Last Monday, Vienna announced a nationwide lockdown for the unvaccinated. That has now been extended to everyone.
Austria is extending a lockdown to its entire population, becoming the first EU country to take such a measure in the face of the COVID-19 resurgence.
The Alpine country is also the first EU nation to make vaccination mandatory, saying this will be implemented from February 1.
The new measures were announced by Chancellor Alexander Schallenberg on Friday morning after discussions with regional governors. "We have to look reality in the face," he said at a news conference in the Tyrol.
Last Monday, Vienna announced a nationwide lockdown for the unvaccinated. That has now been extended to everyone as Austria battles to contain a fourth wave of the coronavirus.
“We do not want a fifth wave,” the chancellor said, as reported by public broadcaster ORF. “Nor do we want a sixth or seventh wave.”
Lockdown to begin on Monday
Schallenberg said the lockdown will start on Monday and initially last for 10 days. Most stores will close, and cultural events will be cancelled.
Austria’s health minister said that schools would remain open for those who needed to go there but all parents were asked to keep their children at home if possible.
Under the lockdown for the unvaccinated announced earlier this week, people 12 years and older are banned from going outside except for essential activities such as work, attending classes, essential shopping, or going for a walk.
After 10 days, the effects will be assessed and if virus cases have not gone down sufficiently, the lockdown can be extended to a maximum of 20 days.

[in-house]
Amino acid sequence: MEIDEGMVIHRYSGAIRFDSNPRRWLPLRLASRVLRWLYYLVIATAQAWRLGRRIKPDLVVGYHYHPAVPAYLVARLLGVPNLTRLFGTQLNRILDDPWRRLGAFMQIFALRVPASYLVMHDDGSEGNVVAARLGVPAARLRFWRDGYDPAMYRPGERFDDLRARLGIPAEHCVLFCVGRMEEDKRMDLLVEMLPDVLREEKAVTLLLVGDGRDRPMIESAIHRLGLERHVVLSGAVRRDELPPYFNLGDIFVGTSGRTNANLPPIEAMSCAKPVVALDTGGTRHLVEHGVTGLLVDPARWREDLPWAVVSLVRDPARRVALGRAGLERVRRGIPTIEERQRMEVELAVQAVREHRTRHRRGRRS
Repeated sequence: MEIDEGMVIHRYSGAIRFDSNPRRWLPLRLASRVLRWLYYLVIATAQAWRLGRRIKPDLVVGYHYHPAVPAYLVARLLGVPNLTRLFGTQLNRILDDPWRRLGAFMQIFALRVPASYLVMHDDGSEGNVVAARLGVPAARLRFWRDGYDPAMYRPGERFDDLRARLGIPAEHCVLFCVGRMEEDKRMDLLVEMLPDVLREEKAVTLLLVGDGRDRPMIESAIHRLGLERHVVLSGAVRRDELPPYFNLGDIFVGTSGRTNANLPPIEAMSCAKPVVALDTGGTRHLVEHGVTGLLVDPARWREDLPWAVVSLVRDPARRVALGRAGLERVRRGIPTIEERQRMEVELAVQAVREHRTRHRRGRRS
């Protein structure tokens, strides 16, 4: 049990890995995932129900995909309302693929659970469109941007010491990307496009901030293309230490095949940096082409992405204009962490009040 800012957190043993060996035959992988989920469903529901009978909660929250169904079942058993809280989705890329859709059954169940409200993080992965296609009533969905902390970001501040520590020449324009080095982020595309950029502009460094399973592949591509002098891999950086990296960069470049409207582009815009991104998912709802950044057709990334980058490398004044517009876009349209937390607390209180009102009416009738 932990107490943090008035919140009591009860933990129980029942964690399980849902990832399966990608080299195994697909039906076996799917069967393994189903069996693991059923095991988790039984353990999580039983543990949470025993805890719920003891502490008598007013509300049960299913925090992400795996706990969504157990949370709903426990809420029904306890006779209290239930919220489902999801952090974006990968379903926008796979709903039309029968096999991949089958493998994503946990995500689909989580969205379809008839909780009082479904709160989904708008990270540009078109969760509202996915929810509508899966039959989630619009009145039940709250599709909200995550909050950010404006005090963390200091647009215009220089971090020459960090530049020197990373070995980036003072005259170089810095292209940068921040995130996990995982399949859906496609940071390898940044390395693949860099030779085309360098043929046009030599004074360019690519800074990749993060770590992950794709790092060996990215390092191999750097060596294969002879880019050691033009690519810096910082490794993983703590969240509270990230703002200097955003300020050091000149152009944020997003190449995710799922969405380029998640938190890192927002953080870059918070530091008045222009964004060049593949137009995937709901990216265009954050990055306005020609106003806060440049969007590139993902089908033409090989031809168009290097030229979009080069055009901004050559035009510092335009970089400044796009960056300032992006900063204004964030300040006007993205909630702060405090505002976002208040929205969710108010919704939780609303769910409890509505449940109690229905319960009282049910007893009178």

The latest data shows COVID infections in Austria have soared in recent weeks. Daily case numbers have trebled in November to more than 15,000 on Thursday. The country's per capita infection rate is the highest so far this year.
Hospitals have been overwhelmed with many new COVID-19 patients, and deaths have been rising again, too.
Vaccination compulsory from February 1
The chancellor also addressed the decision to make vaccinations against COVID-19 compulsory.
"Despite months of work on persuasion, we have not succeeded in convincing enough people to get vaccinated," Schallenberg said on Friday, deploring the overload on intensive care units.
"Increasing the vaccination rate durably is the only way of getting out of this vicious circle," he added, saying this was the "exit ticket" from the pandemic.
Just over 64% of Austria's population of 8.9 million was listed as being fully vaccinated against COVID by November 19, according to the European Centre for Disease Prevention and Control (ECDC). This is well below the average for Western Europe, although the figure for the EU as a whole is 65.5%.
For now, vaccination appears to have kept fatalities down. In the week to November 14, there were 35 deaths per 1 million population.
At the peak of an outbreak late last year, that figure stood at 169.
"We have too many political forces in this country vehemently opposing" vaccination, the chancellor complained, denouncing an "attack against our health system".
Austrian authorities said on November 17 that travellers would need to show a negative PCR test upon entering the country. Previously, results from the cheaper lateral flow tests were allowed.
Across Europe, the pandemic has been accelerating and several countries have announced more restrictions in recent days to contain rising cases.
Authorities in Germany decided on Thursday to target the unvaccinated, restricting their access to the workplace and public transport.
The Czech Republic, Slovakia and Greece have also announced similar measures in recent days.